The noise model is a simplified version of that described by Thrun et al. (2005). Three coefficients, α1, α2, α3, control, respectively, velocity-dependent position noise, angular velocity-dependent angle noise, and velocity-dependent angle noise. So position and angle are modified: where s(σ) is a sample from a Gaussian distribution with SD σ and mean of zero. Because the noise model is on the critical path of position update and the calculation of even approximate Gaussian noise is expensive, we use a pre-calculated table of random values with the correct distribution.
The physics integration timestep is set at 25 ms for an update rate of 40 Hz. This value was chosen as a trade-off performance and physical accuracy, giving 4 physics steps per controller update cycle.
There are three types of sensors that need to be modeled. Each Xpuck has eight IR proximity sensors arranged around the body at a height of about 25 mm. These can sense objects out to about 40 mm from the body. The reference model specifies that the reading varies from 0 when nothing is in range, to 1 when there is an object adjacent to the sensor. Similar to the collision detection above, the maximum sensor range is used to set the radius of a circle about the robot which is tested for intersection with other objects. For all cases where there is a possible intersection, a ray is projected from the robot at each sensor angle and a geometrical approximation used to determine the location of intersection with the intersected body and hence the range. This process is actually more computationally expensive than collision detection, but only needs to take place at the controller update rate of 10 Hz.
The second and third types of sensor are the camera blob detection and the range and bearing sense. Blob detection splits the camera field of view into three vertical segments and within each segment, detects the presence of blobs of the primary colors. Range and bearing sense counts the number of robots within 0.5 m and produces a vector pointing to the nearest concentration. Together they are the most computationally expensive of the senses to model. They necessarily traverse the same data structures and so are calculated together.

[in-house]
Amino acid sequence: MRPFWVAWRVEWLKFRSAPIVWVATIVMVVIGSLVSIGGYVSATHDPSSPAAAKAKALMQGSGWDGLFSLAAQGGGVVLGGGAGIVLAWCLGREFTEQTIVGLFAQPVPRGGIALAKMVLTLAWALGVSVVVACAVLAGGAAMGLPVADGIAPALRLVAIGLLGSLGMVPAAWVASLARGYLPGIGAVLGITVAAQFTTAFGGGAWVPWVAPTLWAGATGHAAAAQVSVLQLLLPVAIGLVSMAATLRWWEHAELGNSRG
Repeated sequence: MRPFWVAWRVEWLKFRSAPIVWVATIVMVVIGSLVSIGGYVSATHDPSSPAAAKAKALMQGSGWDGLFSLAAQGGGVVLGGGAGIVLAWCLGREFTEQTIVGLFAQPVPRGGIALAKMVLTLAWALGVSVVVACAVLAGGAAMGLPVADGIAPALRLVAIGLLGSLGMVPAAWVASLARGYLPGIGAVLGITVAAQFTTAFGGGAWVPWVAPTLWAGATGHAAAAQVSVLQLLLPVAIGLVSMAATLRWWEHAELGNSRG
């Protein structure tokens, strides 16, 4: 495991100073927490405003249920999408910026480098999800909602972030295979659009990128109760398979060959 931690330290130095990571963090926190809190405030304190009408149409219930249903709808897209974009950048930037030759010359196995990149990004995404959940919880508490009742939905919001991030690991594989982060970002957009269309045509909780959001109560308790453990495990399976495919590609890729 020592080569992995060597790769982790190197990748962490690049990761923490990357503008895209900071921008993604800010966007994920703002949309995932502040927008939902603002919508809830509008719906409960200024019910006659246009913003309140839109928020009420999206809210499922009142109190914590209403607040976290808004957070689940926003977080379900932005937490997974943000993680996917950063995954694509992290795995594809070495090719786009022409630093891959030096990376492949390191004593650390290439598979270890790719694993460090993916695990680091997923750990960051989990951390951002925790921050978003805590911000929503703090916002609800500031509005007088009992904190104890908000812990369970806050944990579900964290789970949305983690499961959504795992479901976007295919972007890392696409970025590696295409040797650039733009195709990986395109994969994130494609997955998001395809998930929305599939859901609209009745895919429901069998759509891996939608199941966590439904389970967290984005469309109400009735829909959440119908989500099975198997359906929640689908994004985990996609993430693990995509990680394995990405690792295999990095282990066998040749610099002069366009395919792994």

To model the camera view, we need to describe the field of view subtended by each object, what color it is, and whether it is obscured by nearer objects. We implement this by dividing the visual field into 15 segments and implementing a simple z-buffer. Each object is checked and a left and right extent derived by geometry. The segments that are covered by these extents have the color of the object rendered into them, if the distance to the object is less than that in the corresponding z-buffer entry. As each object is checked, the distance is used to determine if the range and bearing information needs to be updated.
In the real robot arena, range and bearing is implemented as virtual sensing using a Vicon system and communication over WiFi. There is significant latency of around 100–200 ms between a physical position and an updated range and bearing count and vector reaching the real robot controller. Also, the camera on each Xpuck has processing latency of a similar order. For this reason and due to the computational cost, this sensor information is updated at half the controller rate, or 5 Hz.
The controller architecture we use is behavior tree based (Champandard, 2007; Ogren, 2012; Colledanchise and Ogren, 2014; Scheper et al., 2015; Jones et al., 2016). Originating in the games industry for controlling non-player characters, behavior trees are interesting for robotics because they are hierarchical, allowing encapsulation and reuse of sub-behaviors, human readable, aiding analysis of evolved controllers for insight, and amenable to formal analysis. A behavior tree consists of a tree of nodes and a blackboard of variables which comprise the interface between the controller and the robot. At every controller update cycle, the tree of each robot is evaluated, with sensory inputs resulting in actuation outputs. Evaluation consists of a depth-first traversal of the tree until certain conditions are met. Each agent has its own blackboard and state memory, the tree is shared by all agents running the same controller. In our case, we are running homogeneous swarms, so within a particular simulation, only one tree type is used, with each simulated robot running its own instance.
22.214.171.124. Implementation of Simulator on GPU
To best exploit the available performance of the GPU, our implementation must have a high degree of parallelism. We achieve this by running multiple parallel simulations almost entirely within the GPU. The limit to parallelization of running multiple simulations for an evolutionary algorithm is the number of simulations per generation; it is necessary to completely evaluate the fitness of the current generation to create the individuals that will make up the next generation. With the numbers given above, this would be 500 simulations, below what would normally be recommended to keep the GPU busy, but long-lasting threads ensure the GPU is fully utilized.